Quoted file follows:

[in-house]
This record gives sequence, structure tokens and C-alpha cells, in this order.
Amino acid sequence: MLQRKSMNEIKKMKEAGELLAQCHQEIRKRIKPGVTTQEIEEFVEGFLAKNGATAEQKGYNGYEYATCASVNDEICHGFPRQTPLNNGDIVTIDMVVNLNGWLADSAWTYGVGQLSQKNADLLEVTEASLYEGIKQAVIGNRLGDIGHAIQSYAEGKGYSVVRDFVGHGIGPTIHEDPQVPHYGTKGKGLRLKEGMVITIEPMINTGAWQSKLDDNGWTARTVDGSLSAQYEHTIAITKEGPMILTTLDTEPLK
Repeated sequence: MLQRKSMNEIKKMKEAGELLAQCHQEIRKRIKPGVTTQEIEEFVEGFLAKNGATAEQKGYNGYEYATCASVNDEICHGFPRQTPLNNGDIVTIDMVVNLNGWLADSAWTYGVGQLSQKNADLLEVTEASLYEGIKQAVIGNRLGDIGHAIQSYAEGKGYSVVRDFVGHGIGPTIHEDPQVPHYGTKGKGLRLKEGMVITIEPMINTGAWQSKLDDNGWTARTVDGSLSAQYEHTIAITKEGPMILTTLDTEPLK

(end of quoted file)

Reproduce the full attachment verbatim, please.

[in-house]
This record gives sequence, structure tokens and C-alpha cells, in this order.
Amino acid sequence: MLQRKSMNEIKKMKEAGELLAQCHQEIRKRIKPGVTTQEIEEFVEGFLAKNGATAEQKGYNGYEYATCASVNDEICHGFPRQTPLNNGDIVTIDMVVNLNGWLADSAWTYGVGQLSQKNADLLEVTEASLYEGIKQAVIGNRLGDIGHAIQSYAEGKGYSVVRDFVGHGIGPTIHEDPQVPHYGTKGKGLRLKEGMVITIEPMINTGAWQSKLDDNGWTARTVDGSLSAQYEHTIAITKEGPMILTTLDTEPLK
Repeated sequence: MLQRKSMNEIKKMKEAGELLAQCHQEIRKRIKPGVTTQEIEEFVEGFLAKNGATAEQKGYNGYEYATCASVNDEICHGFPRQTPLNNGDIVTIDMVVNLNGWLADSAWTYGVGQLSQKNADLLEVTEASLYEGIKQAVIGNRLGDIGHAIQSYAEGKGYSVVRDFVGHGIGPTIHEDPQVPHYGTKGKGLRLKEGMVITIEPMINTGAWQSKLDDNGWTARTVDGSLSAQYEHTIAITKEGPMILTTLDTEPLK